When it comes to workplace expectations, a lot has changed in the past few years. And even more has changed in the past few months of the tumultuous year that is 2020. COVID-19 forced companies to finally give remote working a shot, and businesses took a harder look at their diversity and inclusion efforts. Managers and business owners may benefit from learning what company perks will appeal most to new talent entering today’s job market, and today’s recent grads are looking for companies that are supportive and inclusive.
The following points come from an open-ended conversation I had with the students of the Global Leadership Certificate (GLC) classes when I went to Ohio University as a guest speaker in February. Students in the GLC program come from a variety of majors, everything from political science to graphic design to industrial systems engineering. I posed the question: “What would be important for you in a job?” and these are some of the questions they said they’d be asking themselves when looking into a company.
Students wanted to be in an office that was collaborative rather than competitive, leveled-out rather than hierarchical. When you’re spending 40 hours a week in the same place, you not only want to get along with, but also genuinely like the people you’re spending so much time with. Especially for recent grads who often are starting anew in a different city, having a great office community is an integral part of building connections with colleagues or even making friends.
Even before the pandemic made working from home a necessity, the message I got back in February was clear: students are seeking flexibility, freedom and autonomy in their job. And that meant being able to work from home (WFH), at least from time to time.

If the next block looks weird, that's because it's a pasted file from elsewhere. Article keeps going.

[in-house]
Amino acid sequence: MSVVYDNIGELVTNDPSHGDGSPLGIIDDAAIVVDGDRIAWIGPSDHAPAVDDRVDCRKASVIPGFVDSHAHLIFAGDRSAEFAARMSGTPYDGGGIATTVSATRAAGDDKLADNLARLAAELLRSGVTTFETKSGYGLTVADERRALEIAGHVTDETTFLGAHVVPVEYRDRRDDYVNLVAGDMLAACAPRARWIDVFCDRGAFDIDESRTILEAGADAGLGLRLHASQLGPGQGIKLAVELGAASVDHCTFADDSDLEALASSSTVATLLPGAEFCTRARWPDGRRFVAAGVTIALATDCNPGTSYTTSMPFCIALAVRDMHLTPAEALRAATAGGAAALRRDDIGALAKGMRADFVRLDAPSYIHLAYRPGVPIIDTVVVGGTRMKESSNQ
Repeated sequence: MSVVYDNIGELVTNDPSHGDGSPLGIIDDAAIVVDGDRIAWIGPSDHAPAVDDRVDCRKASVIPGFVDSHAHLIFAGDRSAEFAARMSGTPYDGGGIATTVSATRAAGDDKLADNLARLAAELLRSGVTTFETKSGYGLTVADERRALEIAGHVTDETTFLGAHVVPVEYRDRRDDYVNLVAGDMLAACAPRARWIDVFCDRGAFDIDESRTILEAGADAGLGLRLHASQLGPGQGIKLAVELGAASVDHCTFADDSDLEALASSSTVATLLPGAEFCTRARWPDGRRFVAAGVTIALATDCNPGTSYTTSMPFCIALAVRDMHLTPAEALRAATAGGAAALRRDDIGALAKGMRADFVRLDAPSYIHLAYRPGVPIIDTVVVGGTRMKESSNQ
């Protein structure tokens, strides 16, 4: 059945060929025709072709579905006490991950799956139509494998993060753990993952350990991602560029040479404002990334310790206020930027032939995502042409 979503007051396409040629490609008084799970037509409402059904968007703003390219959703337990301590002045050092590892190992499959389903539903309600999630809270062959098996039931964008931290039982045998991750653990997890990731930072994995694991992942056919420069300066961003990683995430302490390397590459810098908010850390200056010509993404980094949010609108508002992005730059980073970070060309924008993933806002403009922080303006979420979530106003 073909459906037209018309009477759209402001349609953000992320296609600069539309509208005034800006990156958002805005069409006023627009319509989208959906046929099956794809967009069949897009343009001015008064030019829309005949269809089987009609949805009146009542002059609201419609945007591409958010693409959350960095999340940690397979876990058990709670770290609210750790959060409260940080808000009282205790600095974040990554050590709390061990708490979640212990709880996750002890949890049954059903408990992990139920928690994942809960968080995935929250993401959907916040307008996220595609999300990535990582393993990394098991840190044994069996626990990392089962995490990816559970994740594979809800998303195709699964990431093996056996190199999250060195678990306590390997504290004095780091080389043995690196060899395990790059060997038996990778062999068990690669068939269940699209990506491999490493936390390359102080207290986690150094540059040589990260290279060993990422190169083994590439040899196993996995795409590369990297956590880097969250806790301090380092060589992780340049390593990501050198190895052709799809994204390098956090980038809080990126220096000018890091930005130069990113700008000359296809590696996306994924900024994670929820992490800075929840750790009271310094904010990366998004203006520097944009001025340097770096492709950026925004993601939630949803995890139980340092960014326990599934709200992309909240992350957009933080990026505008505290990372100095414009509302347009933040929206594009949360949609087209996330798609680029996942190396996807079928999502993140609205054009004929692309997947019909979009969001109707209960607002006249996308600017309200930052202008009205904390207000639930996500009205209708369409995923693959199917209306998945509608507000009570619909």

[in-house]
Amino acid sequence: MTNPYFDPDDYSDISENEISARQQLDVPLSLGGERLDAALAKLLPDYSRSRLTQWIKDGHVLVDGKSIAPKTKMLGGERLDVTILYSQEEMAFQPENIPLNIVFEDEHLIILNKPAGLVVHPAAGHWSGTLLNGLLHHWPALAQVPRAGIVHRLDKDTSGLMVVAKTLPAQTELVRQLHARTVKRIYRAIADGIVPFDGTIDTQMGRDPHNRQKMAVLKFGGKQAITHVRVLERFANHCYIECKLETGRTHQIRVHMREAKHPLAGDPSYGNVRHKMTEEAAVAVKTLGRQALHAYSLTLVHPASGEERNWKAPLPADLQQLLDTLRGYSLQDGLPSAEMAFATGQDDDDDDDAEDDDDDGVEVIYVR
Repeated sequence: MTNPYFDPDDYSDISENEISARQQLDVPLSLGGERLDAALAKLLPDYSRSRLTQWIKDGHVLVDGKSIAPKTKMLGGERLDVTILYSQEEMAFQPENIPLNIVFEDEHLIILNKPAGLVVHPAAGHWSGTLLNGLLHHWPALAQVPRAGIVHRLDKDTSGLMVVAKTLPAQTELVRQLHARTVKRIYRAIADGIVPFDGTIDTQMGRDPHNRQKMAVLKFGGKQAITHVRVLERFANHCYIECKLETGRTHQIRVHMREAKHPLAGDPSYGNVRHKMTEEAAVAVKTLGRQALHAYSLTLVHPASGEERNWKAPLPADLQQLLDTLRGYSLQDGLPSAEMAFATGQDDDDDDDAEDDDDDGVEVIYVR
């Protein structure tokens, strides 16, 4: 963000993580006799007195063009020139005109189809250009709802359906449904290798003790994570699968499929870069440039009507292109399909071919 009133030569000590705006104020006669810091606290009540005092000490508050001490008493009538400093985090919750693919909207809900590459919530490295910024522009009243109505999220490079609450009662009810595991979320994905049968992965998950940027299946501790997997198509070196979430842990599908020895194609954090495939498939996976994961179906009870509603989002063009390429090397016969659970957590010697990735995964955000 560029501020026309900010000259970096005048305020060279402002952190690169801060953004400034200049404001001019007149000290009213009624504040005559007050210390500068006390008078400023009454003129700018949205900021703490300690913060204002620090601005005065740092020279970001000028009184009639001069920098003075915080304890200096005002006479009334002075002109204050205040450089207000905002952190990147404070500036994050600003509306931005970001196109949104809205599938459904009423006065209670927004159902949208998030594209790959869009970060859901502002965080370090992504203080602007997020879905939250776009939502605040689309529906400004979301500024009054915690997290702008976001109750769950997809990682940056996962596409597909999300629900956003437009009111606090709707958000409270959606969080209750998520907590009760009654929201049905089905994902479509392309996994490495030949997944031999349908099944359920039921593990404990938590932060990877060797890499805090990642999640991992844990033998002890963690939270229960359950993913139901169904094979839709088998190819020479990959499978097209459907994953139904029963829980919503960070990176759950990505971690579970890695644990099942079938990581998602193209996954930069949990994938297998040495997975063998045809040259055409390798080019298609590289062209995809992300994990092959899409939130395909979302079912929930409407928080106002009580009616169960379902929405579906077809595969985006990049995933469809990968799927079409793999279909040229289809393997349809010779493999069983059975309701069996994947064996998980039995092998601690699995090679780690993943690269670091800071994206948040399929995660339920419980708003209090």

Although it’s hard to say whether or not offering a WFH option will make companies more productive overall, the fact that many have developed a work from home workflow since the pandemic shows that it’s definitely possible. Twitter announced that some of its workforce will now be working from home forever, and Facebook said that half of its employees will be working remotely in the next 5-10 years. This may be a post-COVID norm that’s here to stay — and that’s a major plus for Gen Z.
In a recent study, researchers gave 2,000 people a list of benefits and asked how heavily they would weigh each one when deciding between a high-paying job with less benefits and a lower-paying job with more benefits. Topping the list, 88 percent of respondents said better health, vision and dental insurance was such an important benefit, that it would be enough to take a lower paying job.
Among other benefits that people in the study valued: more vacation time, student loan or tuition assistance, paid parental leave, free fitness or yoga classes, coffee and snacks, and flexible or WFH hours. The study noted that many larger companies have some unique benefits, like a free sum of money to donate to a charity of your choice after you volunteer for 10 hours, college scholarships for children of employees, and stipends for eco-home improvements.